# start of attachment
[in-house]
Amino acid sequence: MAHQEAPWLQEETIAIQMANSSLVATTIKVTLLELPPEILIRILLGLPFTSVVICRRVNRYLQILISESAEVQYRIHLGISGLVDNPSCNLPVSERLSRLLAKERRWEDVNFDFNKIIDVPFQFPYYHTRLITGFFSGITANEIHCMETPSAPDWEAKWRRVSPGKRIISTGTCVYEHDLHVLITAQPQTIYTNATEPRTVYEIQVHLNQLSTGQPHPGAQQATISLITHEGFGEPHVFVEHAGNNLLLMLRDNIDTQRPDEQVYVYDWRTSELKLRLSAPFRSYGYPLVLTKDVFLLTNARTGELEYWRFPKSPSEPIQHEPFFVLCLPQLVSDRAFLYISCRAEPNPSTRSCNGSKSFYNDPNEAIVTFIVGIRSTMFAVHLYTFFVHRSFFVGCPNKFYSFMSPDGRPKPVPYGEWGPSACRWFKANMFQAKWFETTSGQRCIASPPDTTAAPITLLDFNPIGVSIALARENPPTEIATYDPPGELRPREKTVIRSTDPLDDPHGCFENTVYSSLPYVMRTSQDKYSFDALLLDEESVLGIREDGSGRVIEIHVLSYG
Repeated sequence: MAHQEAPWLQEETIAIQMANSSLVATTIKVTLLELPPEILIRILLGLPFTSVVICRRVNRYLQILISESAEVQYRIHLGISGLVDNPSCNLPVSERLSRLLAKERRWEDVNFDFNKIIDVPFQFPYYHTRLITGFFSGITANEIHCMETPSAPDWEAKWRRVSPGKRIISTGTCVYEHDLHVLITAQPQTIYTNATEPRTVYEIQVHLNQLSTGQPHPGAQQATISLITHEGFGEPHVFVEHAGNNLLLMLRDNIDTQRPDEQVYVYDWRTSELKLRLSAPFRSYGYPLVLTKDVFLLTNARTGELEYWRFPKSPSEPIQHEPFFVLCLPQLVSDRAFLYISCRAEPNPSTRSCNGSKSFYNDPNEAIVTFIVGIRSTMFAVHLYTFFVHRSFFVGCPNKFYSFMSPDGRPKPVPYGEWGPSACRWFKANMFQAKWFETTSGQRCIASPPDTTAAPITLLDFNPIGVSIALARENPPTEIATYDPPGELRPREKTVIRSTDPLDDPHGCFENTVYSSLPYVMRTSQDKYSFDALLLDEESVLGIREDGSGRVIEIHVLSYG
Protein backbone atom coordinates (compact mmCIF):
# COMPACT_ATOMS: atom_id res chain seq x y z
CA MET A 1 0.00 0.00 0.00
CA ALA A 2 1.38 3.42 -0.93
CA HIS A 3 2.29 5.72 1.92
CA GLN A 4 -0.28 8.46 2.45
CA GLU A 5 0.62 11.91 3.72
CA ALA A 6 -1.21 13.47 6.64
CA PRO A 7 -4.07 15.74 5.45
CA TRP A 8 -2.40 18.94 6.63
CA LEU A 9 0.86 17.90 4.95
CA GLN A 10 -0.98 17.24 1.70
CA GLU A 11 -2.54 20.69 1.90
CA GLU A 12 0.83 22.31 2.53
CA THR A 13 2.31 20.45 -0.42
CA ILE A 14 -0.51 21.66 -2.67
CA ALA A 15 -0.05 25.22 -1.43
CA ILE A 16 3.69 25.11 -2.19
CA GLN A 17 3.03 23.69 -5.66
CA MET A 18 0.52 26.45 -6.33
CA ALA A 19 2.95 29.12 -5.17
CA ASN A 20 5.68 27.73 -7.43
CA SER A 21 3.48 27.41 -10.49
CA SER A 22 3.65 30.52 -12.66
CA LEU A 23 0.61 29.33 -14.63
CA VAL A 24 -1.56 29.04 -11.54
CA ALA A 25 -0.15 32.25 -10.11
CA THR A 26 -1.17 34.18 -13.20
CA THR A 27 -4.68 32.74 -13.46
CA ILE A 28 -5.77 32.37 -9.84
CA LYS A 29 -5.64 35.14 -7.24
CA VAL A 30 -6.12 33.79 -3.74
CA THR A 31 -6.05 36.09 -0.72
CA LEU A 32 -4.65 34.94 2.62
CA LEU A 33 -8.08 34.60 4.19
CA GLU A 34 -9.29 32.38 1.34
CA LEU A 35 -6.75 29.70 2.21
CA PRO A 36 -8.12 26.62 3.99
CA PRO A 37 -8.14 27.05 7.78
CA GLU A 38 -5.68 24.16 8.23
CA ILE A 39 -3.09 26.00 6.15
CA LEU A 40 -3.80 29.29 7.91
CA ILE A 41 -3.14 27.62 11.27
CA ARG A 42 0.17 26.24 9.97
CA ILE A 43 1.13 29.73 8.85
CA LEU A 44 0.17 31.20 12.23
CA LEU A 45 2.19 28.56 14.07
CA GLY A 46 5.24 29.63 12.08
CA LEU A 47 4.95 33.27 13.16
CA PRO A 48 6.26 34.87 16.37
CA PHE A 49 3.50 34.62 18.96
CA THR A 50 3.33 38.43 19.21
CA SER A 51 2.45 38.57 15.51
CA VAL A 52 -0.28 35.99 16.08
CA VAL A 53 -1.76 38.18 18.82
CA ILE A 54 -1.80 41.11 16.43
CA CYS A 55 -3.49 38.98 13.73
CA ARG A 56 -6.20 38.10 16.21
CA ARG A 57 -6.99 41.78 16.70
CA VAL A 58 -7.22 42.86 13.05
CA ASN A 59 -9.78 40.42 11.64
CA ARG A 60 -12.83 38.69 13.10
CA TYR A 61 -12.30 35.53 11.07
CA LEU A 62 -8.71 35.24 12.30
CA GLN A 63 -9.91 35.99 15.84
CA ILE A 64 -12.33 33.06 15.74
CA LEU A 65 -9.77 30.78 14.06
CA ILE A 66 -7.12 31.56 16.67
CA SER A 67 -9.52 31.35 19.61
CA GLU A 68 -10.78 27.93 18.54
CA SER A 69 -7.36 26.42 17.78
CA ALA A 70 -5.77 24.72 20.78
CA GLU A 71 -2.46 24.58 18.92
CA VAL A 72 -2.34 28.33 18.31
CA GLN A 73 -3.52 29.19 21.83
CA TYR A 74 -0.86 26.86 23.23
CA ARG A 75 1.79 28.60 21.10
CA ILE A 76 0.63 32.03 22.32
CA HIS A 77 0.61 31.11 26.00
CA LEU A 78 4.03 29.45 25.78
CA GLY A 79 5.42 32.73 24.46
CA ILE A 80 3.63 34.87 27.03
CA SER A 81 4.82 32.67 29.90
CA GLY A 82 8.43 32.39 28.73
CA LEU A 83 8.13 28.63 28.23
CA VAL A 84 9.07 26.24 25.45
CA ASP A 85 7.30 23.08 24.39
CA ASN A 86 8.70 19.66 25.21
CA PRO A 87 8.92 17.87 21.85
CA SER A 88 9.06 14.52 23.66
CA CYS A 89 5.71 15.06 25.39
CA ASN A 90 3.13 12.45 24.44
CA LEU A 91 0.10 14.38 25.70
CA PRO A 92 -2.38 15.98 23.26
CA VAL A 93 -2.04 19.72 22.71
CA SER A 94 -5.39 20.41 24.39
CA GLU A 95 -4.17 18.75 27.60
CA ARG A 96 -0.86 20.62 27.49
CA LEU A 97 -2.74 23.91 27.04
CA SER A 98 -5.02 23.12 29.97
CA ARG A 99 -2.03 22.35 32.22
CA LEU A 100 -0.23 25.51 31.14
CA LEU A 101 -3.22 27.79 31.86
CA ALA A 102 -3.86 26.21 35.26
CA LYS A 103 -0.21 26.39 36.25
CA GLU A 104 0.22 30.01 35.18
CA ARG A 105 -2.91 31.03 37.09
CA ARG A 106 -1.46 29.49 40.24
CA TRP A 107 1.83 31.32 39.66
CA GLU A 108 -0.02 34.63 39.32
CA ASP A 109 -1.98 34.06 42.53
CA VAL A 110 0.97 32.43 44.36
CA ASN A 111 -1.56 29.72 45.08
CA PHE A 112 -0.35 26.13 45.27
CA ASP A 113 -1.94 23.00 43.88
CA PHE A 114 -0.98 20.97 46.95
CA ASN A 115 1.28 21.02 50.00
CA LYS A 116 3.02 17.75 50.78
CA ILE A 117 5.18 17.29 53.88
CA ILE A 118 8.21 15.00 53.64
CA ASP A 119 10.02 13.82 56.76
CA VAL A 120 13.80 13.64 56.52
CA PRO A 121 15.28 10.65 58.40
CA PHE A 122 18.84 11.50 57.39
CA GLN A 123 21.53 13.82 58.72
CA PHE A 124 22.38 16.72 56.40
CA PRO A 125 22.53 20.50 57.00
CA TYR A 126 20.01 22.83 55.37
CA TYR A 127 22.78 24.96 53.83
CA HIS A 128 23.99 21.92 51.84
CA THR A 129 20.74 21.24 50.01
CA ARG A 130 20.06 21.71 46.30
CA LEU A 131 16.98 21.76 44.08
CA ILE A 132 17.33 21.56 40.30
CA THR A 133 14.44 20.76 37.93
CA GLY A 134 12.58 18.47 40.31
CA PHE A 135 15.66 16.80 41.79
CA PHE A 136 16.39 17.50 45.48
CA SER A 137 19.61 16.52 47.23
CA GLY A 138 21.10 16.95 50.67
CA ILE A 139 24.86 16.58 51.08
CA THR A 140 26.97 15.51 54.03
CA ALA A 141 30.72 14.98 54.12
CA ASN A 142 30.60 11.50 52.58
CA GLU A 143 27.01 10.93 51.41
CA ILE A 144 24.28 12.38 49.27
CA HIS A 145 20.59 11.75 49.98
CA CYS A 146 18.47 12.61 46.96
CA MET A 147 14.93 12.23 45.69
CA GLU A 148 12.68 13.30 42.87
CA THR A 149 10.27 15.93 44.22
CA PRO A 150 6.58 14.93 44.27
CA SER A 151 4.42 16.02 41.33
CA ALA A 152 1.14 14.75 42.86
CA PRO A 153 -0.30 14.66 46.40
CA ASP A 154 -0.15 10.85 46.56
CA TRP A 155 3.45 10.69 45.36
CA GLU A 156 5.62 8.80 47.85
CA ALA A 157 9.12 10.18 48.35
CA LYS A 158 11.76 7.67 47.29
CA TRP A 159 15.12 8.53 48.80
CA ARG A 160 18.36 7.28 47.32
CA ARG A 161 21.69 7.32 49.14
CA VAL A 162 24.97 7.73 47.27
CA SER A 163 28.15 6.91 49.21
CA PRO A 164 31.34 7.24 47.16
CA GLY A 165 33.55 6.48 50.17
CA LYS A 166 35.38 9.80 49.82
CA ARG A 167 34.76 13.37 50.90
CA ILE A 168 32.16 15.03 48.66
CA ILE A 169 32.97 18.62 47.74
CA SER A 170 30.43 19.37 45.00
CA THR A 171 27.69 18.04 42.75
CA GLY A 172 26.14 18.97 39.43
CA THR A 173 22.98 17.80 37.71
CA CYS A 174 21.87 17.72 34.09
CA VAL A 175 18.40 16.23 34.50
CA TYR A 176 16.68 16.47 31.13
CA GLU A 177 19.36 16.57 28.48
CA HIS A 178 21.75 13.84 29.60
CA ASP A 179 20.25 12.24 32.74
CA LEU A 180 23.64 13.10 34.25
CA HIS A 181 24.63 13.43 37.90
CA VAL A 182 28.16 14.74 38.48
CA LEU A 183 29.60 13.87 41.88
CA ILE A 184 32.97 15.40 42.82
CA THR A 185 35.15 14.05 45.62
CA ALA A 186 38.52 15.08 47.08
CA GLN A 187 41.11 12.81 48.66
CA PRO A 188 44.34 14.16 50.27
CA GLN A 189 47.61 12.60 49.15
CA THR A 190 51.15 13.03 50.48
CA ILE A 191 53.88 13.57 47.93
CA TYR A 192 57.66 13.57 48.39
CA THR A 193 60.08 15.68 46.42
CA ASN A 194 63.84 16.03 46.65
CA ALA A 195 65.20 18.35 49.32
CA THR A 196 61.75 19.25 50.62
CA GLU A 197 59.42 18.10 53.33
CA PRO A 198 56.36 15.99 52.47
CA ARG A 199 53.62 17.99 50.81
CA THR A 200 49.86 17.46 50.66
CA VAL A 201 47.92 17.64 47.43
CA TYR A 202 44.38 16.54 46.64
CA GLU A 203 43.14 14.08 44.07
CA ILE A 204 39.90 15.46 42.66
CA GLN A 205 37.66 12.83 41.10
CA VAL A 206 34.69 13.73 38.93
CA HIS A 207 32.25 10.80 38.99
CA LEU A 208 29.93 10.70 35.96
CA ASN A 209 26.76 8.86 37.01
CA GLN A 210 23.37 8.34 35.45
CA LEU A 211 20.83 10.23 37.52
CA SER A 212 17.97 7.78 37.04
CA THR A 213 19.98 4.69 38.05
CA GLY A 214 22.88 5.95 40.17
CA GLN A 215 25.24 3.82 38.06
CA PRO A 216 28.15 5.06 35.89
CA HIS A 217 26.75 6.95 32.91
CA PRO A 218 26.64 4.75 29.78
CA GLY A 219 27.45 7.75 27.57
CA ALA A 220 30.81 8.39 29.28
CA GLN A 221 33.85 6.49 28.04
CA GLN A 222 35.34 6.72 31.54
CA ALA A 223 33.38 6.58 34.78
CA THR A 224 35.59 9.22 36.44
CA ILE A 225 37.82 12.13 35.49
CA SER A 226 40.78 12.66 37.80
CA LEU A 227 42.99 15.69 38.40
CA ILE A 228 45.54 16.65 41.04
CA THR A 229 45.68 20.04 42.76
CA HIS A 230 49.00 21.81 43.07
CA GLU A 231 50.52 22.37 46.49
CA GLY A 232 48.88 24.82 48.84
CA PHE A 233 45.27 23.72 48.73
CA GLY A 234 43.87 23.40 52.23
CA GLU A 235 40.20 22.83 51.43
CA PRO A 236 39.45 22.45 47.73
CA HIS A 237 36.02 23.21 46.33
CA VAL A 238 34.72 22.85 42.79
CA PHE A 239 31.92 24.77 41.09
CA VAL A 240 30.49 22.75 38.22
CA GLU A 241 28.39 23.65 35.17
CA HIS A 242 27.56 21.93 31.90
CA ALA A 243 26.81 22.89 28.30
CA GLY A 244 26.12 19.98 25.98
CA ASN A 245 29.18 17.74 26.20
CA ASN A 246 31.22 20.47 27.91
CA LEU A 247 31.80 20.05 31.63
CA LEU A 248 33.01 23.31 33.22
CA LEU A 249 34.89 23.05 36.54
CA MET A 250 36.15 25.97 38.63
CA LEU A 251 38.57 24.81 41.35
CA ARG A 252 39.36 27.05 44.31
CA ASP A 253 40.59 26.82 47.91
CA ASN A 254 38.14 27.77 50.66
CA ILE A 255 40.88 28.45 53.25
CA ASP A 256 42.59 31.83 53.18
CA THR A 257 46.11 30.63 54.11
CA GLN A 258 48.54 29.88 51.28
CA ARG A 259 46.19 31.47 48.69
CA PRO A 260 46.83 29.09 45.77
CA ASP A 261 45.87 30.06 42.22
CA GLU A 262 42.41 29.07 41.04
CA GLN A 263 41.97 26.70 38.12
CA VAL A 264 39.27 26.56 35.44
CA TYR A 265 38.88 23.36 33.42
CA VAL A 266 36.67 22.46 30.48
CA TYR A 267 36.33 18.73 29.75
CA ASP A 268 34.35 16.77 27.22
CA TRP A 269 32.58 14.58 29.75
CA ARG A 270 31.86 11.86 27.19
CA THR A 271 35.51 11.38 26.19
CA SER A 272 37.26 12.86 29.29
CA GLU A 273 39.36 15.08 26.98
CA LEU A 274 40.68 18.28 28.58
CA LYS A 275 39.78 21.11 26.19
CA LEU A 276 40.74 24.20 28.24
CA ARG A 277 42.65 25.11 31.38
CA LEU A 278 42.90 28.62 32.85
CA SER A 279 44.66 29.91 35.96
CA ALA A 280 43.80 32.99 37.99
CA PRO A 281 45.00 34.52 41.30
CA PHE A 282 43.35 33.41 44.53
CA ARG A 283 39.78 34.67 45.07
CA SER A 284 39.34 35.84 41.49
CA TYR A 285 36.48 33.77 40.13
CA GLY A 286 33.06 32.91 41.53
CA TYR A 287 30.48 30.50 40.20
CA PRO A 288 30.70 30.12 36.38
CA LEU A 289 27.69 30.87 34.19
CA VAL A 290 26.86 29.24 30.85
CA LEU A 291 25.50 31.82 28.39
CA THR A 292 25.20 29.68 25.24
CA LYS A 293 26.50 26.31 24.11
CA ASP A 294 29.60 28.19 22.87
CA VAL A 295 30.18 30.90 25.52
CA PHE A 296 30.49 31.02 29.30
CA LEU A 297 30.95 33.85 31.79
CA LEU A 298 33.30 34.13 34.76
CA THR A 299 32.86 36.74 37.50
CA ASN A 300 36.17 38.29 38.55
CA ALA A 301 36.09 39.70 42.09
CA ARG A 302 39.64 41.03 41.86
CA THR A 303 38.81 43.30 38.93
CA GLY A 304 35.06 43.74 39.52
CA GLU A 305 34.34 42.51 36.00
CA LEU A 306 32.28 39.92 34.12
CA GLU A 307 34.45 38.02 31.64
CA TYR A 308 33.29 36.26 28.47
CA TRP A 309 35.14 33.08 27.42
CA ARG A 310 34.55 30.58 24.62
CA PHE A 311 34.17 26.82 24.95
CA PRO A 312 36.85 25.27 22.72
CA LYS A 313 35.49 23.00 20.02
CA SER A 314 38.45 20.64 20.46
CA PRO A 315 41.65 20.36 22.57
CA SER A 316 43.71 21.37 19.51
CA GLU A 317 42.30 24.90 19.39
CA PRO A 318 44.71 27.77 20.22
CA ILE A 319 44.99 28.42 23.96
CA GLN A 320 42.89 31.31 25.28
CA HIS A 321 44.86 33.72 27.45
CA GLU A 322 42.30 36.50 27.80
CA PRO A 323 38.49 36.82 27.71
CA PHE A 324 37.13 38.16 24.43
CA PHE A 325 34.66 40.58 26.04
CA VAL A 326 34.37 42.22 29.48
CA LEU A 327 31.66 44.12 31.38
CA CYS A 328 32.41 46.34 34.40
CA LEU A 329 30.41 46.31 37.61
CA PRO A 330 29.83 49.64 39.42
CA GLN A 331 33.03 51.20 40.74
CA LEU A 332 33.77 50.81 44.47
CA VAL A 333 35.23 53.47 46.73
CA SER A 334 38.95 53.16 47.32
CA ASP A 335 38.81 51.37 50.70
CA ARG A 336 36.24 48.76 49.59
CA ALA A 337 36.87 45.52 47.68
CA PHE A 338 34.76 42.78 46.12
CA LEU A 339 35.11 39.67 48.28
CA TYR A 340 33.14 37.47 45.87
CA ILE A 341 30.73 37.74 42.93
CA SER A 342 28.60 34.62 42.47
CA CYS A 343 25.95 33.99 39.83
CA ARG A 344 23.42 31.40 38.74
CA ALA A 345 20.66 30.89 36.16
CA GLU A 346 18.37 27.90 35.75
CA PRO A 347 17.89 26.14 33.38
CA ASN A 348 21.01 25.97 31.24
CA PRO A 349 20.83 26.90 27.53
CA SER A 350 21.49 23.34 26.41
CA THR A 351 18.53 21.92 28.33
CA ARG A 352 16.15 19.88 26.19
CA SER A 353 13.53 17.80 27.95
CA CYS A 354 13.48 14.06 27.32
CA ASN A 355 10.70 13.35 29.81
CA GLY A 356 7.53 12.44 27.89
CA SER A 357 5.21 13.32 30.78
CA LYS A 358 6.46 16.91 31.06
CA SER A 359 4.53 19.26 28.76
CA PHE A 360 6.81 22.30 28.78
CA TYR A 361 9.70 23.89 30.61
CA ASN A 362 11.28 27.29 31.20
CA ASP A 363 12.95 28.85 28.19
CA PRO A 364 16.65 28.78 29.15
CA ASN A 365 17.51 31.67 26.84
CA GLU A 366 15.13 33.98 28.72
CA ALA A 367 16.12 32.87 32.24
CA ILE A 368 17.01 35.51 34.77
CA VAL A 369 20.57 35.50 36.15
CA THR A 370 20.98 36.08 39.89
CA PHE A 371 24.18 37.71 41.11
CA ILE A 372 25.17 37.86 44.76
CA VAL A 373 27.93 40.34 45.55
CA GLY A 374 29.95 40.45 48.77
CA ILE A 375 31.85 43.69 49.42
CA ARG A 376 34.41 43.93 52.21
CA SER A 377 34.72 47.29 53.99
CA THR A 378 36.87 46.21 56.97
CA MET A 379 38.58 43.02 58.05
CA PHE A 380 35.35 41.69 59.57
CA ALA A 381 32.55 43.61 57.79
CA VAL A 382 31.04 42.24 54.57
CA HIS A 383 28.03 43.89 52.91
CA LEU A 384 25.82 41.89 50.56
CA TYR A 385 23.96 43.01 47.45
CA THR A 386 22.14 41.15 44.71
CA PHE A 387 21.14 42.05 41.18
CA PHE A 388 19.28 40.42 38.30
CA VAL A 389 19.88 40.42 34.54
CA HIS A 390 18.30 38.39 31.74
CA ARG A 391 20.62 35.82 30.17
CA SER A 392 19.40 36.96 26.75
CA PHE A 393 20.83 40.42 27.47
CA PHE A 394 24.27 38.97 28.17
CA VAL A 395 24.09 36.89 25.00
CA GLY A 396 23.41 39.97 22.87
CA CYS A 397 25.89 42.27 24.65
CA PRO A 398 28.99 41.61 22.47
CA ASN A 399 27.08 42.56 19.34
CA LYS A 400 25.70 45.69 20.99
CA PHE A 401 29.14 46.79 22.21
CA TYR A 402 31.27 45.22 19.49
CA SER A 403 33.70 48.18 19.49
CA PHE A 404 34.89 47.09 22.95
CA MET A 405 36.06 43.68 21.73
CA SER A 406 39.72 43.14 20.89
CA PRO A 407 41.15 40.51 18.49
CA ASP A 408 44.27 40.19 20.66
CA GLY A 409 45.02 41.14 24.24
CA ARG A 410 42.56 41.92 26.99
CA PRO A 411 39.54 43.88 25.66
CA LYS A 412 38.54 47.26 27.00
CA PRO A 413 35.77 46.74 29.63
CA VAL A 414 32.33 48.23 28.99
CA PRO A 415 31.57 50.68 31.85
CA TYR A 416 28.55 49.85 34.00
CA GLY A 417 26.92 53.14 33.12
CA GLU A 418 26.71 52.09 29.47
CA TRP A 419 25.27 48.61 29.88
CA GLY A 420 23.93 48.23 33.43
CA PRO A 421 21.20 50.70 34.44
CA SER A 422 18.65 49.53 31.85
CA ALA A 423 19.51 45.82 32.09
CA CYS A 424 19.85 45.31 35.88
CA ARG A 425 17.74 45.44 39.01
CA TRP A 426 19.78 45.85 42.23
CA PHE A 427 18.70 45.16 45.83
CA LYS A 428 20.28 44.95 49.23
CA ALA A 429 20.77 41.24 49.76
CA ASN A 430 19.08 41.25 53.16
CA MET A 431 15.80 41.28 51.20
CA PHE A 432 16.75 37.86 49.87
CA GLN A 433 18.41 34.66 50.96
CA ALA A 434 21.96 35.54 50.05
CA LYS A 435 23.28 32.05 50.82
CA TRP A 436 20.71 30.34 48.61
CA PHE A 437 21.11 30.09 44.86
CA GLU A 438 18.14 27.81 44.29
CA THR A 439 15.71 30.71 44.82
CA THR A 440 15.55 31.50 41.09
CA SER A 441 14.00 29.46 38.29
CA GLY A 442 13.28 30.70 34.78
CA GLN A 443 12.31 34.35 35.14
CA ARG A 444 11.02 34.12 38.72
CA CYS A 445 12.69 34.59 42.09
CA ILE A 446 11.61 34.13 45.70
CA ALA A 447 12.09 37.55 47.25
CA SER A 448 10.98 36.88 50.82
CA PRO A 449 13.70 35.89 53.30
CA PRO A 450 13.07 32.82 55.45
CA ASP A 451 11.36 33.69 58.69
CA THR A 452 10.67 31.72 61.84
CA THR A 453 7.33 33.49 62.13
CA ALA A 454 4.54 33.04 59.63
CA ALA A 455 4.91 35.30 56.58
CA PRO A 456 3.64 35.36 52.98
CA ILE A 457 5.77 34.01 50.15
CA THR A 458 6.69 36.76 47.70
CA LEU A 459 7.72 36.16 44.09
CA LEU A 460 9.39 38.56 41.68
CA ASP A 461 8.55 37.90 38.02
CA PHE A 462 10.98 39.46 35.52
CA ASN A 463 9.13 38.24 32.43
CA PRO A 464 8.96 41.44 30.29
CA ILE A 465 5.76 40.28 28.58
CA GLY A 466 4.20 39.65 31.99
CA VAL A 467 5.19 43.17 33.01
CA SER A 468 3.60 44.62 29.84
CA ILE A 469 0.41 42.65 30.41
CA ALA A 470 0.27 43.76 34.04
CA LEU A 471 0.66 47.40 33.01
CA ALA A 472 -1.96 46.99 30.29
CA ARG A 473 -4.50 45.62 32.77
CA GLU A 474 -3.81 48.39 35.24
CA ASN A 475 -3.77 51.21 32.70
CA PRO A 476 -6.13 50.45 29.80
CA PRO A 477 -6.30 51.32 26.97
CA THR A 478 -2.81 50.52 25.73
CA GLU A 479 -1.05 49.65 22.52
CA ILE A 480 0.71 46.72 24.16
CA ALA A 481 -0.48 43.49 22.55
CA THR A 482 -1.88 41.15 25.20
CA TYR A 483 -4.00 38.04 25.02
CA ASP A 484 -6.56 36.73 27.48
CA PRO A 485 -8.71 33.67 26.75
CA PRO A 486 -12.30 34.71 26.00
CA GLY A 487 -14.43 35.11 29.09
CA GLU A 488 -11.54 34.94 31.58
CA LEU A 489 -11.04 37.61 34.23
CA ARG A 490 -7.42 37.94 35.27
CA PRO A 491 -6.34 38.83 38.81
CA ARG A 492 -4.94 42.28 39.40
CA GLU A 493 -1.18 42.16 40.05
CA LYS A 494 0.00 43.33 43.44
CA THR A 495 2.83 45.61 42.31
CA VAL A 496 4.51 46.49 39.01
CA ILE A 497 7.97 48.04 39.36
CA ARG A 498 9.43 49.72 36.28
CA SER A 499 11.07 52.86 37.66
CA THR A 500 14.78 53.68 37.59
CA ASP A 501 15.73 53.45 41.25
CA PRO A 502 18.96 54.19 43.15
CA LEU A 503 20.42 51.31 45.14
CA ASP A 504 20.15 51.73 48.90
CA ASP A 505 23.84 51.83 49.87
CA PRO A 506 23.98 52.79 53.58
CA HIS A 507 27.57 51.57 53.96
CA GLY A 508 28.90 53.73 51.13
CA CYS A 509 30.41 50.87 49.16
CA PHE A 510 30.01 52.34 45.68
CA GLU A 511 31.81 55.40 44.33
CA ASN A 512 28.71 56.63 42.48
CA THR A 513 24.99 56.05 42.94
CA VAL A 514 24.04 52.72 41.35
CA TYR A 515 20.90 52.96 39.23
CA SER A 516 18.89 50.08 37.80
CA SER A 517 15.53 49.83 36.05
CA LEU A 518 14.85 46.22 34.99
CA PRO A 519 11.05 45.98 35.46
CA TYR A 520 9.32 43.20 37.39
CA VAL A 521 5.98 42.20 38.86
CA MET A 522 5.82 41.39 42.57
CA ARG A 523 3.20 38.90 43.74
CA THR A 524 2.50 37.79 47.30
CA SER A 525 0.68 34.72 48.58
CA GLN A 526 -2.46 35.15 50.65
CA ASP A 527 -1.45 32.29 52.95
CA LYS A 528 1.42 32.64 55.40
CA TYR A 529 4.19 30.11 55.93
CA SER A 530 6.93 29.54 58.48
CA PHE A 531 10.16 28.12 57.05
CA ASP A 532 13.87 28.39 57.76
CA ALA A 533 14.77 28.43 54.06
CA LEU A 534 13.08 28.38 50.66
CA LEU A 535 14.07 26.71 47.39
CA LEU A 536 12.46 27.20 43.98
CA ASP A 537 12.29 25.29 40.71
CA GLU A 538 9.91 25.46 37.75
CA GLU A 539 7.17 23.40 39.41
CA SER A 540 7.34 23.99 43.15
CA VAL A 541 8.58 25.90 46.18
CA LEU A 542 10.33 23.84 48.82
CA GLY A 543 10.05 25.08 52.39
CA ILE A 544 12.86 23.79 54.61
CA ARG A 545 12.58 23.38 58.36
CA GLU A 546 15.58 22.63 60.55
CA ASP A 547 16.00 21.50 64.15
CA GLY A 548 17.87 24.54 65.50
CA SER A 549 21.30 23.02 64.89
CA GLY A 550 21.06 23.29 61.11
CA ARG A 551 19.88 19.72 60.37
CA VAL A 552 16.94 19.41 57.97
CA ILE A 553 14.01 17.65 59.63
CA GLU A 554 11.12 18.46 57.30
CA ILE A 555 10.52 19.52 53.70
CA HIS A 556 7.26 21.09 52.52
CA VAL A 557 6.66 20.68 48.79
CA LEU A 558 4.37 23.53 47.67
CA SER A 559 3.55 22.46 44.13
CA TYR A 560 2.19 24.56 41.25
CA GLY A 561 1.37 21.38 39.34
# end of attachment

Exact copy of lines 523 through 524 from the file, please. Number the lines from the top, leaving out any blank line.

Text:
CA LEU A 518 14.85 46.22 34.99
CA PRO A 519 11.05 45.98 35.46